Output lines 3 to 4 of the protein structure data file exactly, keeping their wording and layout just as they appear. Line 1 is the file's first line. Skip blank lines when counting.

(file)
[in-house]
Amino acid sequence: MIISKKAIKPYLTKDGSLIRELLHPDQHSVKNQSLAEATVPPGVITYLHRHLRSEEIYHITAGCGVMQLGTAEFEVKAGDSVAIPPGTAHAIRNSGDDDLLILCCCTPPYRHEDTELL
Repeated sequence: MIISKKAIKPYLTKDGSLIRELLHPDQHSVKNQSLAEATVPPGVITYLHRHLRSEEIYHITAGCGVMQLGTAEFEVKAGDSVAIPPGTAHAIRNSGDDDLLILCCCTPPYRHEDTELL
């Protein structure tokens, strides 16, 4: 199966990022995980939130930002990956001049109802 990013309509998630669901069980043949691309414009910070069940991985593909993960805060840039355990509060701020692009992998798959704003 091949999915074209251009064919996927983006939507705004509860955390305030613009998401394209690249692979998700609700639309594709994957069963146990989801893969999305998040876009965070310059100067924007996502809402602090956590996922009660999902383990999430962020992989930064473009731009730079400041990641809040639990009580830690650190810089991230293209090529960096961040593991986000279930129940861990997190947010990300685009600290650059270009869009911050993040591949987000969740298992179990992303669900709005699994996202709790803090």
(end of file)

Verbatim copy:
Repeated sequence: MIISKKAIKPYLTKDGSLIRELLHPDQHSVKNQSLAEATVPPGVITYLHRHLRSEEIYHITAGCGVMQLGTAEFEVKAGDSVAIPPGTAHAIRNSGDDDLLILCCCTPPYRHEDTELL
């Protein structure tokens, strides 16, 4: 199966990022995980939130930002990956001049109802 990013309509998630669901069980043949691309414009910070069940991985593909993960805060840039355990509060701020692009992998798959704003 091949999915074209251009064919996927983006939507705004509860955390305030613009998401394209690249692979998700609700639309594709994957069963146990989801893969999305998040876009965070310059100067924007996502809402602090956590996922009660999902383990999430962020992989930064473009731009730079400041990641809040639990009580830690650190810089991230293209090529960096961040593991986000279930129940861990997190947010990300685009600290650059270009869009911050993040591949987000969740298992179990992303669900709005699994996202709790803090």